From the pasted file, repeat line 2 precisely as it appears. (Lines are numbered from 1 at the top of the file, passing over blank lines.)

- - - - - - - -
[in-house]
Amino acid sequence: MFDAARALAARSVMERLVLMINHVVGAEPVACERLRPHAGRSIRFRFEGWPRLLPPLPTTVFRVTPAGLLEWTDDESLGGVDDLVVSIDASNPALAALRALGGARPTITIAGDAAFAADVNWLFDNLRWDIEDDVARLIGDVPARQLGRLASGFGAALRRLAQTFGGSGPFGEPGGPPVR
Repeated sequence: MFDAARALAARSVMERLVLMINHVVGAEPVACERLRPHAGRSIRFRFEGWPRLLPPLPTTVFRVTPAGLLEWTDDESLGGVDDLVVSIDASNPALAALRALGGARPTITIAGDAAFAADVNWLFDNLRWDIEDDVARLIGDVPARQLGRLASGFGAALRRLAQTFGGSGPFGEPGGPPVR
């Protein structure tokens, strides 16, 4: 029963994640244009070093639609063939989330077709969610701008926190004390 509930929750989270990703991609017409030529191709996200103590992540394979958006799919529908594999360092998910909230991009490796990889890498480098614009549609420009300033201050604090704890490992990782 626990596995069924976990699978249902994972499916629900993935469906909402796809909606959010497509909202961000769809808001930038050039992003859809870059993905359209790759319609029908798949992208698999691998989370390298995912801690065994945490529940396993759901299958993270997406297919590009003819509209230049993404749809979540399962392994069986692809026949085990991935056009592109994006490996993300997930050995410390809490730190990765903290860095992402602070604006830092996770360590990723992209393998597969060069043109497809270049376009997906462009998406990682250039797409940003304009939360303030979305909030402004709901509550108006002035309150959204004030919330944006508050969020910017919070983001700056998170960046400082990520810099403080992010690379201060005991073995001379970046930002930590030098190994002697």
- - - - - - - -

Amino acid sequence: MFDAARALAARSVMERLVLMINHVVGAEPVACERLRPHAGRSIRFRFEGWPRLLPPLPTTVFRVTPAGLLEWTDDESLGGVDDLVVSIDASNPALAALRALGGARPTITIAGDAAFAADVNWLFDNLRWDIEDDVARLIGDVPARQLGRLASGFGAALRRLAQTFGGSGPFGEPGGPPVR